“In three years, I’m planning to get a white Mercedes E-class, 200-240 hp for $60,000. I will have to pay an additional $36,000 after I sell my car. That’s why I need to save $12,000 a year or $1,000 a month for three years. I can afford it and it won’t affect my budget or my other goals.”

Short-, Medium-, and Long-Term Goals

As we’ve already mentioned, every goal has a deadline. Depending on their deadline, there are three types of goals:

  • Short-term goals,
  • Medium-term goals,
  • Long-term goals.

Short-Term Goals

These can include goals that take less than a year to achieve:

  • To take a trip,
  • To take a course,
  • To buy a new laptop.

Medium-Term Goals

This group consists of goals that take several years to accomplish. For example:

  • To buy a car,
  • To take an expensive round-the-world cruise,
  • To pay off a student loan.

Long-Term Goals

These goals take over 10 years to reach. Some examples of such goals would be:

  • To save for retirement,
  • To pay off a loan,
  • To save for kids’ education.

Why classify our material goals according to timelines for achievement in the first place? The thing is, the more time it takes to achieve a goal, the more expensive it is. Therefore, goals with different terms will require you to use different strategies for managing them and different tools for financing them. We’ll cover it later in more detail.

How to Prioritize Goals?

You can have many different goals, but the question is how to accomplish them all. That’s why SMART has the letter R, which stands for “relevant”. This criterion helps us understand which goals are relevant or important to us and which are not. Based on their relevance, there are three groups of goals:

  • High-priority goals,
  • Medium-priority goals,
  • Low-priority goals.

High-Priority Goals

This group can include goals that have a strong impact on your life and its safety. For example:

  • To start an emergency fund,
  • To buy a new car you can’t do without because you live out of town,
  • To set up a 401k,
  • To save for your kids’ education.

Medium-Priority Goals

These can include goals that are important to you or give you a lot of pleasure, but do not affect your safety. For example:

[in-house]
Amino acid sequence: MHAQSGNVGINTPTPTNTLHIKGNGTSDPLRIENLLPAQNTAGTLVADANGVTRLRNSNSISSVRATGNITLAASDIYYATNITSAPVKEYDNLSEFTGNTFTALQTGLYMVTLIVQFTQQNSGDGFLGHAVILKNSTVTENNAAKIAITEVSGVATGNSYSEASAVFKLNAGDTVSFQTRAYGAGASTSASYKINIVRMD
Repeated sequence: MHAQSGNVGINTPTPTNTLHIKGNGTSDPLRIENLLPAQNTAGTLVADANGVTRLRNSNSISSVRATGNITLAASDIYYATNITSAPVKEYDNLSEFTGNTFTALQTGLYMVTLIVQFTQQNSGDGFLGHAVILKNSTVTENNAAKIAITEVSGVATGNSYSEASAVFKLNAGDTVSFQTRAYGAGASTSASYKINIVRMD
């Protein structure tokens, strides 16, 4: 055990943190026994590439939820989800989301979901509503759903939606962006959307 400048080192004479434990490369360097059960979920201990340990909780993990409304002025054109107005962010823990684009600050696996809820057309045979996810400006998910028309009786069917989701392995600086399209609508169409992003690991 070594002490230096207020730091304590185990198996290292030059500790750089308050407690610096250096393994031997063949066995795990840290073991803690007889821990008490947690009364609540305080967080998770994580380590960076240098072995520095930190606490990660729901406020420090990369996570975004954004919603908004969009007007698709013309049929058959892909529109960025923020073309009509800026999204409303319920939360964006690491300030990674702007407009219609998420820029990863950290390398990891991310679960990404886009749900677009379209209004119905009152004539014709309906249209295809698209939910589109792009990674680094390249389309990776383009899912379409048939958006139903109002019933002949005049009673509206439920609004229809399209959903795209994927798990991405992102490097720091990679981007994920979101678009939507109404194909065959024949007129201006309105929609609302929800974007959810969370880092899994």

• To invest in your hobbies, 
  • To buy a house, 
  • To renovate your home
  • To get promoted.

There are goals that may fall into either the high-priority or medium-priority category. It depends on how you personally perceive these goals. For example, buying a house might be in the medium-priority group if you are okay with living in a rented house or apartment. But if your motto is “My home is my fortress,” and you feel that not having your own home affects your security, then buying a house will be a high-priority goal for you. The same goes for career or business goals. For some people, a job is just a source of income, and building a career is not important to them. While for others their job brings a feeling of safety and security.

Low-Priority Goals

This group includes all goals that do not fall into the previous two categories. These are goals that you would like to achieve, but if you don’t, it won’t affect your safety and happiness.

Your Goals Are Flexible

Your goals, both material and non-material ones, are flexible. They change as you, your views, and your priorities in your personal and professional life change.

To Sum Up

  1. Use the SMART approach to setting goals.
  2. Divide goals into short-, medium-, and long-term ones.
  3. Prioritize your goals.
  4. Adjust your goals over time.

And if you want to jump from theory straight to practice and start setting smart goals — try Finmatex. It’s a personal finance management app that will keep your motivated and encouraged on your way to making your financial dreams a reality. Go on Google Play or App Store, click ‘download’ and start a 7-day free trial now!